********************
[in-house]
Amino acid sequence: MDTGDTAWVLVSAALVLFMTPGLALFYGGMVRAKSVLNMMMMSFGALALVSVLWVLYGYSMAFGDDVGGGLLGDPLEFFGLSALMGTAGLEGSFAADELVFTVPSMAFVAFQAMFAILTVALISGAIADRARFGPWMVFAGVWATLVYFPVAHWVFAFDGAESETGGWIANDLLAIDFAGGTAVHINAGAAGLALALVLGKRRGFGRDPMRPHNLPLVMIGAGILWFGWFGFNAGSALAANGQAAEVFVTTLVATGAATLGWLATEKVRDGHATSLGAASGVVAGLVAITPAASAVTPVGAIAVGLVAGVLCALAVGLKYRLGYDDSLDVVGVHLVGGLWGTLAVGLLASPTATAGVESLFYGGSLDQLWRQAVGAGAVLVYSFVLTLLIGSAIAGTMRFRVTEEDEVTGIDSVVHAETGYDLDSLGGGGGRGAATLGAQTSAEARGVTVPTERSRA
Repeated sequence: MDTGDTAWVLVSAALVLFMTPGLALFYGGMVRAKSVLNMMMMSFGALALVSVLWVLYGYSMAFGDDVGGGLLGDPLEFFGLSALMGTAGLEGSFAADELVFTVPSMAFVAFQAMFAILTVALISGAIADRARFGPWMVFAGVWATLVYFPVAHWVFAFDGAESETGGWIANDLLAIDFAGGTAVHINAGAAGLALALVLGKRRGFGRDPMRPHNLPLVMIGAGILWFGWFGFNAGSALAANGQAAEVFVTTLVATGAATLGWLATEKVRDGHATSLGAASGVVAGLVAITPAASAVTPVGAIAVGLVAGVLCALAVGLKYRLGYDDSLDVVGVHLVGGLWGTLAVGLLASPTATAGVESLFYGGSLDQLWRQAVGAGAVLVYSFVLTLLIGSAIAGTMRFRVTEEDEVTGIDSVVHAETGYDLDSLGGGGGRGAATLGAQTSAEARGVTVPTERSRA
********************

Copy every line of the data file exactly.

[in-house]
Amino acid sequence: MDTGDTAWVLVSAALVLFMTPGLALFYGGMVRAKSVLNMMMMSFGALALVSVLWVLYGYSMAFGDDVGGGLLGDPLEFFGLSALMGTAGLEGSFAADELVFTVPSMAFVAFQAMFAILTVALISGAIADRARFGPWMVFAGVWATLVYFPVAHWVFAFDGAESETGGWIANDLLAIDFAGGTAVHINAGAAGLALALVLGKRRGFGRDPMRPHNLPLVMIGAGILWFGWFGFNAGSALAANGQAAEVFVTTLVATGAATLGWLATEKVRDGHATSLGAASGVVAGLVAITPAASAVTPVGAIAVGLVAGVLCALAVGLKYRLGYDDSLDVVGVHLVGGLWGTLAVGLLASPTATAGVESLFYGGSLDQLWRQAVGAGAVLVYSFVLTLLIGSAIAGTMRFRVTEEDEVTGIDSVVHAETGYDLDSLGGGGGRGAATLGAQTSAEARGVTVPTERSRA
Repeated sequence: MDTGDTAWVLVSAALVLFMTPGLALFYGGMVRAKSVLNMMMMSFGALALVSVLWVLYGYSMAFGDDVGGGLLGDPLEFFGLSALMGTAGLEGSFAADELVFTVPSMAFVAFQAMFAILTVALISGAIADRARFGPWMVFAGVWATLVYFPVAHWVFAFDGAESETGGWIANDLLAIDFAGGTAVHINAGAAGLALALVLGKRRGFGRDPMRPHNLPLVMIGAGILWFGWFGFNAGSALAANGQAAEVFVTTLVATGAATLGWLATEKVRDGHATSLGAASGVVAGLVAITPAASAVTPVGAIAVGLVAGVLCALAVGLKYRLGYDDSLDVVGVHLVGGLWGTLAVGLLASPTATAGVESLFYGGSLDQLWRQAVGAGAVLVYSFVLTLLIGSAIAGTMRFRVTEEDEVTGIDSVVHAETGYDLDSLGGGGGRGAATLGAQTSAEARGVTVPTERSRA